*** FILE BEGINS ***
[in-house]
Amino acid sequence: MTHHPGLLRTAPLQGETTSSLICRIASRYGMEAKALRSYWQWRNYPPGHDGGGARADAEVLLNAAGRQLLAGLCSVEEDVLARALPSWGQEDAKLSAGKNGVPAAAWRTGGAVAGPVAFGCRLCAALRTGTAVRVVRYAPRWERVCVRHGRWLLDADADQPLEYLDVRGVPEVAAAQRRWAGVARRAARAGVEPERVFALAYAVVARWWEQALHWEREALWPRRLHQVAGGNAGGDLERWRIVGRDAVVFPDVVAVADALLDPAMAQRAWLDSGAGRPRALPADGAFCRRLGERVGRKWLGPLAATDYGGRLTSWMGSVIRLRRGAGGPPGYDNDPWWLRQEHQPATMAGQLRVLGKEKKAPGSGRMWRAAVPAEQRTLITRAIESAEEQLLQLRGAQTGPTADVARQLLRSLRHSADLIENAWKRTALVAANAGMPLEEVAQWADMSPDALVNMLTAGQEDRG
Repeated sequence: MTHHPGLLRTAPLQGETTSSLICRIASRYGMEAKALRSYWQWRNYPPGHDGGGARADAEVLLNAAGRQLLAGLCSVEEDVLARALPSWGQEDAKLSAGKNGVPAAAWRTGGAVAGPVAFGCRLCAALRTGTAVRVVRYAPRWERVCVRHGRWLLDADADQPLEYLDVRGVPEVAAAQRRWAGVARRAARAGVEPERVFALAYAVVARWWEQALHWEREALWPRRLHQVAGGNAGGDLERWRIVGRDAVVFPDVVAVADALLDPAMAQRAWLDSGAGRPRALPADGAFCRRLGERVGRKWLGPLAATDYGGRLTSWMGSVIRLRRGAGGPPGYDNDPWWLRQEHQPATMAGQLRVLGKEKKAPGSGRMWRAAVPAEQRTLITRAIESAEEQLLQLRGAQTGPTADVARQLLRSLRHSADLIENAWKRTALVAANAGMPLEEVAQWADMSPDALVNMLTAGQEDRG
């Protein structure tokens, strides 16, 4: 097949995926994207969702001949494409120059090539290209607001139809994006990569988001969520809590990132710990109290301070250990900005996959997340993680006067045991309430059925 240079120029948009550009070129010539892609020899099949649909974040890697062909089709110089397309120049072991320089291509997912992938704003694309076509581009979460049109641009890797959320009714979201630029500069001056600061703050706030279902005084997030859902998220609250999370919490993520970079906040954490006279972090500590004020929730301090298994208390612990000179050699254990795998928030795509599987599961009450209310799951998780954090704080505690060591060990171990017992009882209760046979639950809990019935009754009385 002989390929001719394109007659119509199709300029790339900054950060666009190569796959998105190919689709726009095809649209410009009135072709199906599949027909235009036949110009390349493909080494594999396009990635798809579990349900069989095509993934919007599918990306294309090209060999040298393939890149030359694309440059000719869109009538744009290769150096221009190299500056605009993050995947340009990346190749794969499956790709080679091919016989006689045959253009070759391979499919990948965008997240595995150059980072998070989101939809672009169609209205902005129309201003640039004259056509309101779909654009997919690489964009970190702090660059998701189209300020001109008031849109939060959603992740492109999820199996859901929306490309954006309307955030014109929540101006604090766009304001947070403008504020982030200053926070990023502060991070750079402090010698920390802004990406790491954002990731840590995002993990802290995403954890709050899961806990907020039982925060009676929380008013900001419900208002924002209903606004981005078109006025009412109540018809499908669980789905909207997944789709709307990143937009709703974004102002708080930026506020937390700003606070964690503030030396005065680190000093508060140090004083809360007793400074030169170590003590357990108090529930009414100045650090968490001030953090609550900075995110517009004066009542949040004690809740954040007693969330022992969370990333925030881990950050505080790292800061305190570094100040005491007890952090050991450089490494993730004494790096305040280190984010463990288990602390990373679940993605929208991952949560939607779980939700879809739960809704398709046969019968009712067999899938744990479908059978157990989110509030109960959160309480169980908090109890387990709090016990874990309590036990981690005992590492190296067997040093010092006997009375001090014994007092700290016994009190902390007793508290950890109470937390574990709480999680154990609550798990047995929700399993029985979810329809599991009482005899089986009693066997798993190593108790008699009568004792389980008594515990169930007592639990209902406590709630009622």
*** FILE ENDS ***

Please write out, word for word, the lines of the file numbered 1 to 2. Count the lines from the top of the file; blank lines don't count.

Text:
[in-house]
Amino acid sequence: MTHHPGLLRTAPLQGETTSSLICRIASRYGMEAKALRSYWQWRNYPPGHDGGGARADAEVLLNAAGRQLLAGLCSVEEDVLARALPSWGQEDAKLSAGKNGVPAAAWRTGGAVAGPVAFGCRLCAALRTGTAVRVVRYAPRWERVCVRHGRWLLDADADQPLEYLDVRGVPEVAAAQRRWAGVARRAARAGVEPERVFALAYAVVARWWEQALHWEREALWPRRLHQVAGGNAGGDLERWRIVGRDAVVFPDVVAVADALLDPAMAQRAWLDSGAGRPRALPADGAFCRRLGERVGRKWLGPLAATDYGGRLTSWMGSVIRLRRGAGGPPGYDNDPWWLRQEHQPATMAGQLRVLGKEKKAPGSGRMWRAAVPAEQRTLITRAIESAEEQLLQLRGAQTGPTADVARQLLRSLRHSADLIENAWKRTALVAANAGMPLEEVAQWADMSPDALVNMLTAGQEDRG